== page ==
Diabetes and foot problems
Diabetes and foot problems go hand and hand. That is because high blood sugar levels from diabetes cause damage to the arteries—damaged arteries decrease blood flow—which delays, or in worse cases prevents healing. And since the feet and hands are farthest away from the heart, oxygen and essential nutrients get to them very late. Hence, proper diabetic foot care, including inspection for cuts, blisters, and ulcers should be part of your daily personal-care routine.
If you have recently been diagnosed with diabetes, it may seem strange to have to pay special attention to the feet. But, it is important to remember that diabetics may experience nerve damage and blood flow problems more often than non-diabetics. So, even if you do not have foot problems now, they could develop secretly if you do not inspect your feet regularly.
Two main foot problems from diabetes complications
Diabetic neuropathy or nerve damage affects many diabetics at some point or another over the course of their lives. Among the leading causes of nerve damage are high blood
sugar levels and poor blood circulation. When you have nerve damage in
your feet, you will lose sensation and may have difficulty using your
muscles. When your muscles become weakened or misaligned, you will
likely put too much pressure on one part of the foot, which can cause
blisters and sores to develop.
When you have nerve damage, you may not even detect everyday wear
and on your feet, such as cuts and blisters. If you are not aware of
foot injuries, then the injuries will go untreated and even small
injuries can lead to a big-time infection. An estimated 10% of
diabetics develop potentially dangerous foot ulcers as a result of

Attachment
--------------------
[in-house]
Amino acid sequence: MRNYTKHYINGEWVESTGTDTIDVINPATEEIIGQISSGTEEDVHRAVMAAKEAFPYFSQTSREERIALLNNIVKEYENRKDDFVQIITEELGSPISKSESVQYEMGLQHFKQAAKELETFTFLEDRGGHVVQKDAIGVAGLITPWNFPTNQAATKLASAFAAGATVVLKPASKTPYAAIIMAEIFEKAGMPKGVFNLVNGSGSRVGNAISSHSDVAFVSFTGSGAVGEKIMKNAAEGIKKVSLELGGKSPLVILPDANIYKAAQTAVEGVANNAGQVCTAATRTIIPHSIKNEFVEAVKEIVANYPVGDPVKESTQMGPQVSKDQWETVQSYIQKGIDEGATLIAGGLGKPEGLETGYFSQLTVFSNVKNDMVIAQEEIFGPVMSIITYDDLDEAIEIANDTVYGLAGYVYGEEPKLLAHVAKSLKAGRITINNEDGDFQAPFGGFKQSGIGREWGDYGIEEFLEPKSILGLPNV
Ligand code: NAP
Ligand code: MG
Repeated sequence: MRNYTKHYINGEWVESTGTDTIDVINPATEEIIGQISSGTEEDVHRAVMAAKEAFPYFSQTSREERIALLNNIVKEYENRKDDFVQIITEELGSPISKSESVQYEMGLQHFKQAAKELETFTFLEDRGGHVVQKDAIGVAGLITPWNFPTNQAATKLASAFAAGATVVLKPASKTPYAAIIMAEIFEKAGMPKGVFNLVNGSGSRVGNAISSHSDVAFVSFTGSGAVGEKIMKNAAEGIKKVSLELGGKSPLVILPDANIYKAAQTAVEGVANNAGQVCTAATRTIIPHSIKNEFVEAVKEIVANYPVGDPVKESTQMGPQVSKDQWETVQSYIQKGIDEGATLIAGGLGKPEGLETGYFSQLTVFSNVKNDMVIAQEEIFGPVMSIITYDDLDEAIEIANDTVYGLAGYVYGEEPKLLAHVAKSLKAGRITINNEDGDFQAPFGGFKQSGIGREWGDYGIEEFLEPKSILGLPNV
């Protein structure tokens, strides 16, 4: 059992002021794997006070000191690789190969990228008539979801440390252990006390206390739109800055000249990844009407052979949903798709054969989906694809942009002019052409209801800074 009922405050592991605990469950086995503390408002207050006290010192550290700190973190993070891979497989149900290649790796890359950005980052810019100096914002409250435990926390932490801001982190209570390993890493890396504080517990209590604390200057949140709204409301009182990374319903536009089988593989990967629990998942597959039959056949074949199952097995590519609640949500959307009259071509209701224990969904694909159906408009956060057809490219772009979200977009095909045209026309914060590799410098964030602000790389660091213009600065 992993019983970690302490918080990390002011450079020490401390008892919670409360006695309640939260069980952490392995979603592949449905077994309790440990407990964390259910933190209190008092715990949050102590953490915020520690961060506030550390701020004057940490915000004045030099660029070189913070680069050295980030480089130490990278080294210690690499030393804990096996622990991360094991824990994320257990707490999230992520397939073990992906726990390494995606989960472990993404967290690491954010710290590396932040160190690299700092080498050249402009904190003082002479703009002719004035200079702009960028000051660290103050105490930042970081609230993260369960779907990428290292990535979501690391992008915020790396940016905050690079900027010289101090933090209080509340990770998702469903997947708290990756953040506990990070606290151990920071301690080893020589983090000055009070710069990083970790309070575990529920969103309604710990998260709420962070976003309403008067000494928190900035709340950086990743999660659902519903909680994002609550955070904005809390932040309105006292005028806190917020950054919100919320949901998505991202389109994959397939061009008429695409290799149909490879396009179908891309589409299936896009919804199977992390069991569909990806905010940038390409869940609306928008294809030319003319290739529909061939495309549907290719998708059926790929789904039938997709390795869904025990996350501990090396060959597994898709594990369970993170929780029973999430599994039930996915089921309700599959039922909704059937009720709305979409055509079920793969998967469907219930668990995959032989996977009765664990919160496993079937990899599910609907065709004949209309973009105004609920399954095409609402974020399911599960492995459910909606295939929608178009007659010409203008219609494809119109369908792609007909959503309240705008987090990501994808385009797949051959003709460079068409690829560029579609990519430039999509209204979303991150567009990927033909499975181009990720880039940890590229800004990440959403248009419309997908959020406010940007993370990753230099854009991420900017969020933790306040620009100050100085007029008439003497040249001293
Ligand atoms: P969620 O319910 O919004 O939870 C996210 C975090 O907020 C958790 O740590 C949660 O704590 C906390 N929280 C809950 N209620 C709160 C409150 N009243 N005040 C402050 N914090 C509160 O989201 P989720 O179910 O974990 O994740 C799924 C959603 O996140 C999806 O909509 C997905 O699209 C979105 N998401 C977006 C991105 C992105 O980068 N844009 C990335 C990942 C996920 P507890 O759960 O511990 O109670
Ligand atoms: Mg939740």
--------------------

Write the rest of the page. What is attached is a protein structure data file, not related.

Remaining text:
nerve damage that masked smaller injuries.
Poor blood flow – peripheral
(puh-rif-er-uhl) vascular disease, makes it hard for cuts and
infections to heal simply because oxygen-rich blood cannot reach the
area of infection efficiently. If an infection goes for a prolonged
amount of time without treatment or proper blood flow to the area, you
may develop gangrene (GANG-green) – a condition in which the skin and
tissue of the infected area dies and becomes black and smelly.
Amputation is the most common treatment for gangrene.
is characterized by itchy feet and cracking skin. The
condition exposes the foot to infection, but is treatable with
medicines and creams.
Blisters are one of the most common foot ailments that affect diabetics. The condition usually occurs when shoes
rub against moist skin, creating enough friction to weaken the bond
between layers of skin. If you develop a blister, it is important to
avoid popping it. Instead, treat the blister using bandages and
Bunions –A bunion occurs when toes become
misaligned. Most commonly, the big toe will be pushed towards the
second toe, causing an outward bulge at the joint of the big toe that
can become sore and prone to calluses. In most cases, bunions are
caused by wearing uncomfortable shoes, such as heels or shoes that are
too narrow. Bunions may also be genetic. You can treat bunions using
toe separators between the second toe and big toe. In some cases,
surgery is required to realign the toes and relieve pain.
A Callus is a build-up of skin that becomes hardened. Calluses are
common foot conditions for diabetics and, are
caused when weight is placed unevenly on a certain area of the foot.
Calluses are generally caused by shoes that do not fit properly. To
treat your calluses, regularly scrub your feet with a pumice stone and
use orthopedic pads in your shoes for increased comfort. In extreme
cases, your doctor may prescribe medicine.
A corn is a small growth that is similar to a callus in that corns are
characterized by a build-up of hard skin. However, a corn generally
develops around the bony area of the toes. Treatment for corns is
similar to treatment for calluses and can also involve special